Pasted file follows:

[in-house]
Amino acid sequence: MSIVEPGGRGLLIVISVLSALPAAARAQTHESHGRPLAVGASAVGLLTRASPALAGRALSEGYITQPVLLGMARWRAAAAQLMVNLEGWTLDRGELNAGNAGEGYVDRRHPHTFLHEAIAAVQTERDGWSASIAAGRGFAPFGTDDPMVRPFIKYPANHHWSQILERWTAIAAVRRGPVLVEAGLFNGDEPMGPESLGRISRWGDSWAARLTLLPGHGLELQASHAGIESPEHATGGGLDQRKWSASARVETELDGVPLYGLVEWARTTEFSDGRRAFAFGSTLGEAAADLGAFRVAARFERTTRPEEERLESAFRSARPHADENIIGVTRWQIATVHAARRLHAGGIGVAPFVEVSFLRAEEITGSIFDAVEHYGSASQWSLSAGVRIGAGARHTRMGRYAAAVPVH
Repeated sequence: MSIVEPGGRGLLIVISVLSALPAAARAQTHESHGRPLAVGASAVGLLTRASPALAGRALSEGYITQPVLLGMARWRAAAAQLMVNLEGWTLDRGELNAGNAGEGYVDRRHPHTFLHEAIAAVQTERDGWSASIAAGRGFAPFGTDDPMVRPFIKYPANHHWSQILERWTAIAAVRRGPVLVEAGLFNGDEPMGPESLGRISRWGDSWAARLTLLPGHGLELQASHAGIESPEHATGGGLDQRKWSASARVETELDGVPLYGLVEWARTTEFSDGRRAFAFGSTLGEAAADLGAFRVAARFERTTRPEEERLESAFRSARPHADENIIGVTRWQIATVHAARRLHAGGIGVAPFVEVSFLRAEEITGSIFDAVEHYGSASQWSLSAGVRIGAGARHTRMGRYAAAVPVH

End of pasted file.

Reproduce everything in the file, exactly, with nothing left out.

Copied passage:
[in-house]
Amino acid sequence: MSIVEPGGRGLLIVISVLSALPAAARAQTHESHGRPLAVGASAVGLLTRASPALAGRALSEGYITQPVLLGMARWRAAAAQLMVNLEGWTLDRGELNAGNAGEGYVDRRHPHTFLHEAIAAVQTERDGWSASIAAGRGFAPFGTDDPMVRPFIKYPANHHWSQILERWTAIAAVRRGPVLVEAGLFNGDEPMGPESLGRISRWGDSWAARLTLLPGHGLELQASHAGIESPEHATGGGLDQRKWSASARVETELDGVPLYGLVEWARTTEFSDGRRAFAFGSTLGEAAADLGAFRVAARFERTTRPEEERLESAFRSARPHADENIIGVTRWQIATVHAARRLHAGGIGVAPFVEVSFLRAEEITGSIFDAVEHYGSASQWSLSAGVRIGAGARHTRMGRYAAAVPVH
Repeated sequence: MSIVEPGGRGLLIVISVLSALPAAARAQTHESHGRPLAVGASAVGLLTRASPALAGRALSEGYITQPVLLGMARWRAAAAQLMVNLEGWTLDRGELNAGNAGEGYVDRRHPHTFLHEAIAAVQTERDGWSASIAAGRGFAPFGTDDPMVRPFIKYPANHHWSQILERWTAIAAVRRGPVLVEAGLFNGDEPMGPESLGRISRWGDSWAARLTLLPGHGLELQASHAGIESPEHATGGGLDQRKWSASARVETELDGVPLYGLVEWARTTEFSDGRRAFAFGSTLGEAAADLGAFRVAARFERTTRPEEERLESAFRSARPHADENIIGVTRWQIATVHAARRLHAGGIGVAPFVEVSFLRAEEITGSIFDAVEHYGSASQWSLSAGVRIGAGARHTRMGRYAAAVPVH